The founding of Constantinople was among Constantine’s most enduring achievements, relocating Roman influence towards the east as the metropolis emerged as a hub of Greek culture and Christianity. Countless places of worship were constructed throughout the urban centre, including Hagia Sophia, which was erected during the reign of Justinian the Great and held the title of the world’s largest cathedral for a millennium. In the 4th century, Constantine implemented a significant renovation and expansion of the Hippodrome of Constantinople. With the capacity to accommodate tens of thousands of spectators, the Hippodrome was a focal point of civic life. However, in the 5th and 6th centuries, it also became the centre of several instances of unrest, including the Nika riots.
Constantinople’s location ensured its longevity, protecting Europe’s eastern border from invaders and the advance of Islam for many centuries through its formidable walls and seafront. During the later part of the Byzantine era, it was Europe’s largest and wealthiest city, at times surpassing every other in the world. Today, Constantinople remains the hub of Orthodox Christian civilization, often regarded as its birthplace.
Constantinople’s decline began after Basil II’s reign ended in 1025. The Fourth Crusade deviated from its intended target in 1204, resulting in the city’s plunder and pillage by the Crusaders. Consequently, the Latin Empire replaced the Orthodox Byzantine Empire. Additionally, Hagia Sophia had been converted to a Catholic church by 1204. The Byzantine Empire was re-established in 1261, although its strength was diminished. Constantinople had neglected churches, defenses, and other essential services while its population had decreased from half a million to a hundred thousand since the 8th century. Following the recapture in 1261, a few of the city’s landmarks were renovated and some new pieces were commissioned, such as the Deesis Mosaic in Hagia Sophia and Kariye.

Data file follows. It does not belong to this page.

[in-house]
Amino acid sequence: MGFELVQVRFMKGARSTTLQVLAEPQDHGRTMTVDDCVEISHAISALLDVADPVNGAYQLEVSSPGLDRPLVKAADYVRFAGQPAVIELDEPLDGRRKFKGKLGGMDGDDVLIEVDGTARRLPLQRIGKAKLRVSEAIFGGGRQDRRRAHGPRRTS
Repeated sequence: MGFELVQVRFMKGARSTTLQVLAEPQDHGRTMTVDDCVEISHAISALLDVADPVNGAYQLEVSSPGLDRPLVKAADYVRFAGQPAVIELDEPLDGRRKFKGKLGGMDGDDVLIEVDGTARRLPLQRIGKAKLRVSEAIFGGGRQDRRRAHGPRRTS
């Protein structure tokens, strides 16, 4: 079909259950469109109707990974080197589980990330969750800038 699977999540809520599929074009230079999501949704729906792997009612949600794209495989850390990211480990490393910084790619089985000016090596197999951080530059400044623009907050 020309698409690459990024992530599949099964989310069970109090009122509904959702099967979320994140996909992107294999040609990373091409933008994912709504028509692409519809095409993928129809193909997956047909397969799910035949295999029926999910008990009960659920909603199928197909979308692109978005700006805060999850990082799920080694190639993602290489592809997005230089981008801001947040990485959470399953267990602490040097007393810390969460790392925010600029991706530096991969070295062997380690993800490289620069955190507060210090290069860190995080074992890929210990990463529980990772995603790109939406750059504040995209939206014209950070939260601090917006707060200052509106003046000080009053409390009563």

Several economic and military policies enacted by Andronikos II, including the downsizing of military forces, resulted in a weakened state for the empire, rendering it susceptible to attacks. In the mid-14th century, the Ottoman Turks adopted a plan of slowly taking over smaller towns and cities, severing the supply routes to Constantinople, and strangling the city’s resources. Sultan Mehmed II “the Conqueror” captured Constantinople on 29 May 1453 after an eight-week siege that resulted in the death of the last Roman emperor, Constantine XI. Following this victory, he declared Constantinople as the new capital of the Ottoman Empire.
Hours later, the sultan rode to the Hagia Sophia and summoned an imam to declare the Islamic creed, converting the grand cathedral into an imperial mosque due to the city’s refusal to surrender peacefully. Mehmed declared himself as the new Kayser-i Rûm (the Ottoman Turkish equivalent of the Caesar of Rome) and the Ottoman state was reorganized into an empire.
Ottoman Empire and Turkish Republic eras
Following the capture of Constantinople, Mehmed II wasted no time in rejuvenating the city. Aware that the revival of the city was contingent upon its repopulation, Mehmed II displayed remarkable openness and willingness to integrate outsiders, including foreigners, criminals, and runaways, thereby embodying values that shaped the Ottoman political culture. In addition, he invited people from various parts of Europe to his capital, contributing to the establishment of a cosmopolitan society that lasted for much of the Ottoman era.